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Shinde's faux pas on Kasab's hanging draws ire

November 22, 2012 21:43 IST

It seems Union Home Minister Sushil Kumar Shinde has annoyed both his bosses in the Congress and the government by his over-the top statement that Prime Minister Dr Manmohan Singh and Congress president Sonia Gandhi were not aware of the secret operation of Ajmal Kasab's hanging and came to know about it only through television.

There is a great deal of amazement and anger at Shinde's comments that an operation of this magnitude could have been conceptualised, organised and executed without the knowledge and approval of the Big Two.

Congress leaders in both the party and the government say this is Shinde's first big faux pas and makes the prime minister look like a puppet and not a commander. 

His comment is particularly interesting when it is juxtaposed with Maharashtra Chief Minister Prithviraj Chavan's comment that the decision was taken in a meeting of the Cabinet Committee on Security which is headed by the prime minister.

The fact that India informed Pakistan the day before of the hanging of Kasab, and even External Affairs Minister Salman Khurshid, Foreign Secretary Ranjan Mathai, National Security Advisor Shivshankar Menon, India's high commissioner and deputy commissioner to Pakistan were in the loop, makes the suggestion laughable that everyone in the government knew except the prime minister.

A senior Congress leader gave the argument that it is like United States President Barack Obama not being aware of the strike and operation against Al Qaeda chief Osama bin Laden.

Sections in the government feel that internationally it will send the wrong signal that India's prime minister is not a leader who takes decisions and would bring down the image and perception.

As far as the Congress is concerned, senior leaders say that the party is always looking for ways and means to strengthen the leadership and image of the Congress preident. The word that has been put out by senior leaders is that the issue was discussed at the highest level between the prime minister and the Congress president, as well as with the President.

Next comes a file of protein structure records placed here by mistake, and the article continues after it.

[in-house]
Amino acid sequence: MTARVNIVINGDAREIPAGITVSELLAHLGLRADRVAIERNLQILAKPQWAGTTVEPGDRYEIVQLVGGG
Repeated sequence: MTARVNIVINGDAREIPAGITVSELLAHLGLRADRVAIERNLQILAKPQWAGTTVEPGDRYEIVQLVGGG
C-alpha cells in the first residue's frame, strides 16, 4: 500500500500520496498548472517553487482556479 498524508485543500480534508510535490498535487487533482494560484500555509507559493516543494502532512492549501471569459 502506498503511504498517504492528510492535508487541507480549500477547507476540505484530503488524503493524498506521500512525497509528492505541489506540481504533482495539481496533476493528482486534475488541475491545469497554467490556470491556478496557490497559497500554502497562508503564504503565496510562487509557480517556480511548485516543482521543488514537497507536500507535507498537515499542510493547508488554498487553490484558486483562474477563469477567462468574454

Interestingly this is not the only faux pas by Shinde when it came to the Kasab issue. On October 16, President Pranab Mukherjee received the Kasab file from the Union home ministry. He was due to go to West Bengal for the Durga Puja celebrations. But when he went through the file, he discovered that Home Minister Shinde, who was earlier a sub inspector in Maharashtra police, had made no noting on the file on what needed to be done regarding Kasab's mercy petition.

According to the Indian system, the home minister advises the president on what decisions needs to be signed in, but Shinde, new to his job, forgot to make a noting on the file.

Promptly President Mukherjee returned the file, asking Shinde to put his noting on the file. After the completed file came back, and after Pranabda returned from Bengal, he called in legal experts for their opinion and after due consultations decided to reject the petition.

While there were other cases in line before Kasab, the government had sent the file of Kasab to the President so that it became the priority and the President did not need to go by the actual order of precedence of those who had filed mercy petitions.

President Mukherjee signed on November 5 rejecting Kasab's mercy plea and clearing the decks for the hanging of the Pakistani terrorist, a decision taken at the highest level in the government.

The entire matter was kept a closely guarded secret.

Renu Mittal in New Delhi